In 1981 I was employed as an English teacher in the Lubavitch Primary School in Safed. Nearly half of the school’s pupils were from families in Kiryat Chabad; the rest came from non-observant Israeli homes in the area. I recall how the Chabad families wrote the Rebbe ז"צל to request that they form their own school without the negative influences their children were encountering from their secular classmates. The Rebbe ז"צל refused; the positive influence inherent in the interaction between religious and secular children outweighed the potential negatives.
During our recent 18-month stay in the Byron Bay area, I had the good fortune to befriend the Chabad shaliach (emissary) for the Gold Coast & Northern Rivers area. Rabbi Mosheh Serebryanski epitomises the concept of Jewish unity as expressed by the Jewish sages quoted above and emphatically reiterated by the Lubavitcher Rebbe. Byron Bay, of course, has a culture all of its own, and the many Israelis living there are both secular and alternative. Though there are many who consider “kiruv” (bringing Jews closer to their heritage) a means to provide quantitative fodder for orthodox culture, Reb Mosheh comprehended a deeper, antithetical significance: the ability to identify and come close to the spark of innate goodness in every soul. Whatever the Jewish occasion, the gatherings he organised never failed to manifest a certain character unique to the Byron Bay sub-culture. No doubt Schick would object to the occasional erosion of halacha which could occur under such circumstances nor would he fully appreciate the concomitant and contagious sense of simchah (joy).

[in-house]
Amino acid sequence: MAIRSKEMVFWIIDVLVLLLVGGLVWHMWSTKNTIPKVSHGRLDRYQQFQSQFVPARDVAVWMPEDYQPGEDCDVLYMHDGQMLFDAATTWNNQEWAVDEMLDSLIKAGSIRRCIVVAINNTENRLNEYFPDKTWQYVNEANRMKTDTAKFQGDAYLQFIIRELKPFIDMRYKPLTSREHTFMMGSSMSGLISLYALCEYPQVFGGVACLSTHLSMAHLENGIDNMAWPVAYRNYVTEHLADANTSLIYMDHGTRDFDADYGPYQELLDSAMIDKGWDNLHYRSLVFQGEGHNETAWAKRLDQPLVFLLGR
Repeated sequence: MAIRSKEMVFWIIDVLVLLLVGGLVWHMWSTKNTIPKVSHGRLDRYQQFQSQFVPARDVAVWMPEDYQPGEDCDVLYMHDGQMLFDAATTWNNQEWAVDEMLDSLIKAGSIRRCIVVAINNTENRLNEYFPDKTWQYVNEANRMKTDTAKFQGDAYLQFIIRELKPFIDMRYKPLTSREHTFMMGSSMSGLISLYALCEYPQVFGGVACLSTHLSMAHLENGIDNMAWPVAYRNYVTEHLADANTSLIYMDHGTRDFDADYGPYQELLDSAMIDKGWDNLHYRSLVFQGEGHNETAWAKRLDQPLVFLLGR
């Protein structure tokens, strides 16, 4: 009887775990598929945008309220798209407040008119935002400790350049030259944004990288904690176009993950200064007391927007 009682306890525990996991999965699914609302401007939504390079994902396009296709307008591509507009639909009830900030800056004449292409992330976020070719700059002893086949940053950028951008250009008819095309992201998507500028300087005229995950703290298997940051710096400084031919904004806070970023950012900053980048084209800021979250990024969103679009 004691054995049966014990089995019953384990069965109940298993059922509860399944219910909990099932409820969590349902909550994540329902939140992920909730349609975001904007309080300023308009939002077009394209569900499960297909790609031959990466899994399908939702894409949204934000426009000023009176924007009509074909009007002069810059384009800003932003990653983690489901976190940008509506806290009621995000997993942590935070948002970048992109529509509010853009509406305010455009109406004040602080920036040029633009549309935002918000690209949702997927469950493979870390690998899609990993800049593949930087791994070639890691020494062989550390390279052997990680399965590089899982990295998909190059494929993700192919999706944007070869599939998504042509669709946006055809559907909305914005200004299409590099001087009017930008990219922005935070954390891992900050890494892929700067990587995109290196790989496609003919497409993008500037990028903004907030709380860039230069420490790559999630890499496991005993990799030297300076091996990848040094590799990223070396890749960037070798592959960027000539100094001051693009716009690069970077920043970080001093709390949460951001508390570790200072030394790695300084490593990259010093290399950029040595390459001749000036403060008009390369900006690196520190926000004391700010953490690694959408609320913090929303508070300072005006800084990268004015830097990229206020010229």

Two and a half centuries ago the Baal Shem Tov began a movement that was truly revolutionary in its day. It was a Jewish rebellion against a soulless rabbinate, an ivory-towered world of dry legalism insensitive to the peoples’ needs and suffering. Hasidism in essence shifted the Jewish focus from the head to the heart, allowing a larger number of Jews to connect to God, the Torah and commandments through heartfelt devotion and simple intent. In its early days the movement was actually excommunicated for what the rabbinic establishment viewed as breaches of Jewish law. Today, ironically, most of the Hasidic movement has itself crystallised into an exclusive establishment. Only Chabad stands out in bearing that original torch of inclusiveness, willing to guide the flocks in Byron Bay, Kathmandu, Dharamsala, Saigon, Bangkok and countless other remote places. Chabad has assimilated the Baal Shem Tov’s famous dictum, which Marvin Schick would no doubt find anathematic: “One can’t expect to save a person from sinking in quicksand without getting one’s hands dirty.”